Our apartment complex has a book swap in the computer room, and when I was there recently I saw a pristine copy of The Poisonwood Bible and decided now was my time to read it. It was a lot sadder than I expected and very thought-provoking. It was interesting to read about the family's experience in the Congo during such a turbulent time, especially since the book changed narration each chapter, allowing you to really experience events through the eyes of each character.

3. Strangers in Their Own Land by Arlie Russell Hochschild
In this book, Hochschild writes about her experience making friends and befriending Tea Party-ers in rural Louisiana. She is a liberal from Berkeley and desperately wants to understand the American right. Her book was evenhanded and fascinating, and definitely helped me understand why Donald Trump had the sweeping success that he did during the election.

4. Little Victories by Jason Gay
This book is a fun collection of essays about some "rules" for life. Many of them are hilarious, but there are a lot (like the ones about his dad) that were touching, and they have been the ones I've reflected on the most. It was a quick read and I highly recommend it.

5. Two Little Girls by Theresa Reid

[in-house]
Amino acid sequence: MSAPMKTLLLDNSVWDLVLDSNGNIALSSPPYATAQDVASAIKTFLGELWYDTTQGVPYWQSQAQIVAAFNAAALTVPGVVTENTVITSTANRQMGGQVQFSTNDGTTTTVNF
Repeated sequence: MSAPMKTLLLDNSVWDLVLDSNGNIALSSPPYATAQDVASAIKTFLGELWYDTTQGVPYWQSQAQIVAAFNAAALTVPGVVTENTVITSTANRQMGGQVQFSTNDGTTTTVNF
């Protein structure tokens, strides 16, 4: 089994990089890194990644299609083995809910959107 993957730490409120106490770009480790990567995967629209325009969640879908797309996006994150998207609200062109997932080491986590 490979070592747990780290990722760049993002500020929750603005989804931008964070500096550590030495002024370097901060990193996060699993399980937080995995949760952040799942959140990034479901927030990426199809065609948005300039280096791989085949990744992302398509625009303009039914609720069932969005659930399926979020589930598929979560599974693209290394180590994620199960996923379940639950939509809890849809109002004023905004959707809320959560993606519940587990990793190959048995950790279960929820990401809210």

For some reason I have an interest in reading books on adoption, and this one definitely broadened my understanding about how exhaustive international adoptions can be. Reid and her husband have two children, one adopted from Ukraine and one from Russia. In her book, she carefully details what the steps to adoption were in each case. The cost, effort, and toll on them was astounding, and I'm glad to add this one to my ever-growing list providing perspectives on adoption.

Let's Talk About Audiobooks + Some of My Favorites

Sunday, April 2, 2017

Growing up, I learned to love listening to books while on long family road trips, where we constantly had books on tape playing to keep us all entertained. Now, I almost always have an audiobook loaded onto my phone to listen to whenever I have a chance- while on my walks, cleaning the kitchen, or crocheting. It makes the time pass much more pleasantly and is something I look forward to.

For listening, I exclusively use Overdrive. Overdrive is an app that syncs up to your local library. When you download it, you'll be asked to choose your library and then will have to enter your library card number to check out books. Libraries differ in what books they have available and there can be long waitlists, but overall I'm really happy with Overdrive.

Here are a few tips I've picked up along the way:
-If you like rereading books, one option to get yourself into audiobooks is to start with a book you've already read. This is what I did and it helped me follow along since I was already familiar with the story.

-I like to listen on 1.5x speed. Overdrive (and probably other apps) allows you to change the speed of narration, and I started at 1.25x and then after a few months moved on to 1.5x. For the first few minutes it sounds like they're speed-talking, but soon your brain adjusts and it sounds totally normal.